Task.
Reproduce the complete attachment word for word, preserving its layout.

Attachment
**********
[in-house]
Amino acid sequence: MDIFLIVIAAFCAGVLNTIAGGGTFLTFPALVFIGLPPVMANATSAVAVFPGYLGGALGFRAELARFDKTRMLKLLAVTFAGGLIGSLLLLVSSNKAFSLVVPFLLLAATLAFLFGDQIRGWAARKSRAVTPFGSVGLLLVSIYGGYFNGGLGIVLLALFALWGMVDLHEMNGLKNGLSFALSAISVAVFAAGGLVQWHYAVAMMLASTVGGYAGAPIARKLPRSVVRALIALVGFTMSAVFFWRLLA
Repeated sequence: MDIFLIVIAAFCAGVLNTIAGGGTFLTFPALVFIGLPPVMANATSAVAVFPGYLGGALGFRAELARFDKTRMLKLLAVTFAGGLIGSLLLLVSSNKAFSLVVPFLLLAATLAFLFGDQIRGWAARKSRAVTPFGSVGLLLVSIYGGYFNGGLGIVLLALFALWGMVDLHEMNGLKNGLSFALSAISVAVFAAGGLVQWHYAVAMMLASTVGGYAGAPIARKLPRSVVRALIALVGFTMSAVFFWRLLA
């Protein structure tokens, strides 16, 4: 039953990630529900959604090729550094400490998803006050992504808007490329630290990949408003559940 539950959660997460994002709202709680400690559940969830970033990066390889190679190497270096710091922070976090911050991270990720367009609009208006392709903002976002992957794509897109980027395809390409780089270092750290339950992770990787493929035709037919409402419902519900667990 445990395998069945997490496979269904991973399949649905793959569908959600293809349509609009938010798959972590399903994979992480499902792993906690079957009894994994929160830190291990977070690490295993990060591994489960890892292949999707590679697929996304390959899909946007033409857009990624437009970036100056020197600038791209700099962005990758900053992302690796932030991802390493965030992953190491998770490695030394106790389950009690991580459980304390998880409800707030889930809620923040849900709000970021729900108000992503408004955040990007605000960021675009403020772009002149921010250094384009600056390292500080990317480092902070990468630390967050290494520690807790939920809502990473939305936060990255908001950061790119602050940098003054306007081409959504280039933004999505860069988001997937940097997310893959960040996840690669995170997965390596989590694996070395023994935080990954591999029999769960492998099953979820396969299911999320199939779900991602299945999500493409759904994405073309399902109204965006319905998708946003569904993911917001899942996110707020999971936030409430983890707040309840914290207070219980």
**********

[in-house]
Amino acid sequence: MDIFLIVIAAFCAGVLNTIAGGGTFLTFPALVFIGLPPVMANATSAVAVFPGYLGGALGFRAELARFDKTRMLKLLAVTFAGGLIGSLLLLVSSNKAFSLVVPFLLLAATLAFLFGDQIRGWAARKSRAVTPFGSVGLLLVSIYGGYFNGGLGIVLLALFALWGMVDLHEMNGLKNGLSFALSAISVAVFAAGGLVQWHYAVAMMLASTVGGYAGAPIARKLPRSVVRALIALVGFTMSAVFFWRLLA
Repeated sequence: MDIFLIVIAAFCAGVLNTIAGGGTFLTFPALVFIGLPPVMANATSAVAVFPGYLGGALGFRAELARFDKTRMLKLLAVTFAGGLIGSLLLLVSSNKAFSLVVPFLLLAATLAFLFGDQIRGWAARKSRAVTPFGSVGLLLVSIYGGYFNGGLGIVLLALFALWGMVDLHEMNGLKNGLSFALSAISVAVFAAGGLVQWHYAVAMMLASTVGGYAGAPIARKLPRSVVRALIALVGFTMSAVFFWRLLA
């Protein structure tokens, strides 16, 4: 039953990630529900959604090729550094400490998803006050992504808007490329630290990949408003559940 539950959660997460994002709202709680400690559940969830970033990066390889190679190497270096710091922070976090911050991270990720367009609009208006392709903002976002992957794509897109980027395809390409780089270092750290339950992770990787493929035709037919409402419902519900667990 445990395998069945997490496979269904991973399949649905793959569908959600293809349509609009938010798959972590399903994979992480499902792993906690079957009894994994929160830190291990977070690490295993990060591994489960890892292949999707590679697929996304390959899909946007033409857009990624437009970036100056020197600038791209700099962005990758900053992302690796932030991802390493965030992953190491998770490695030394106790389950009690991580459980304390998880409800707030889930809620923040849900709000970021729900108000992503408004955040990007605000960021675009403020772009002149921010250094384009600056390292500080990317480092902070990468630390967050290494520690807790939920809502990473939305936060990255908001950061790119602050940098003054306007081409959504280039933004999505860069988001997937940097997310893959960040996840690669995170997965390596989590694996070395023994935080990954591999029999769960492998099953979820396969299911999320199939779900991602299945999500493409759904994405073309399902109204965006319905998708946003569904993911917001899942996110707020999971936030409430983890707040309840914290207070219980």